Richard H. Schimmelpfeng Gallery, UConn Archives & Special Collections
August 30 through October 15, 2021
Fables, Pictures, Pulp and Pen honors the legacy of Richard H. Schimmelpfeng, featuring objects from the significant and varied collections donated to Archives & Special Collection over a 50-year period including fine press books, photobooks, handmade paper specimens, calligraphy and type samples and illustrated bookplates.
A graduate of the University of Illinois and Columbia University’s Graduate School of Library Science, Richard H. Schimmelpfeng began his library career as a cataloger and head of the technical services department at Washington University in Saint Louis. In 1965, he was recruited by John P. McDonald, Director of the University of Connecticut Libraries, to develop a new special collections program. After 27 years of service to Archives & Special Collections, Mr. Schimmelpfeng retired in 1992. The day after retiring he began working as a volunteer, serving as the principal cataloger for the department until early 2017.
Richard Schimmelpfeng’s 50 years of faithful service to the fundamental mission of the special collections program, to preserve our cultural heritage for future use, has left an indelible mark on the scope of the collection. He shaped the collection not only in his professional capacity, but also through charitable donations. An avid collector of rare books and manuscripts, Mr. Schimmelpfeng generously donated significant and varied collections to the University of Connecticut. These include the Paper and Papermaking Collection, the Photography Books Collection, the Fables Collection and the Calligraphy, Lettering & Penmanship Collection. A friend and supporter of the Northeast Children’s Literature Collection, Mr. Schimmelpfeng donated hundreds of limited edition and historically significant books, prints and bookplates to fill gaps in the collection.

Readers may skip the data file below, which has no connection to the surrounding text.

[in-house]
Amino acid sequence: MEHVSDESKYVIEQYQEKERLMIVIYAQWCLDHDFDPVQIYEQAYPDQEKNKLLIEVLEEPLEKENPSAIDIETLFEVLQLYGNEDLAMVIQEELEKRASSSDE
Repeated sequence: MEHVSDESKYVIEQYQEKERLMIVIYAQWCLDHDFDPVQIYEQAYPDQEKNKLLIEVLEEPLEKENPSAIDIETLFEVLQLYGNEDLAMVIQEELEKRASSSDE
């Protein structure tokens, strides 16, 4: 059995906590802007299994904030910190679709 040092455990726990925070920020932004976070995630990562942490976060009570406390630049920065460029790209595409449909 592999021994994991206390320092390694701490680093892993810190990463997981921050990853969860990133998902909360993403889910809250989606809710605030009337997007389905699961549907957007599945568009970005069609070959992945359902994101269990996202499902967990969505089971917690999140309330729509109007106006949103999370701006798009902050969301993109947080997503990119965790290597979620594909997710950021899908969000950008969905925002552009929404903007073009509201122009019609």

Fables, Pictures, Pulp and Pen honors the legacy of Richard H. Schimmelpfeng. Aesop’s fable The Fox and the Grapes conveys a lesson about patience and foresight. Having the patience to wait for unripe fruit to ripen, and the foresight to collect and to preserve for the future, the fable illustrates the wisdom of hope, and that having hope can be its own reward. Upon his death in 2017, Mr. Schimmelpfeng left a generous bequest to Archives & Special Collections which will have a significant impact on Archives & Special Collections’ future success, providing ongoing support for its growth and the expansion of its public programming for the benefit of students, faculty, and the public.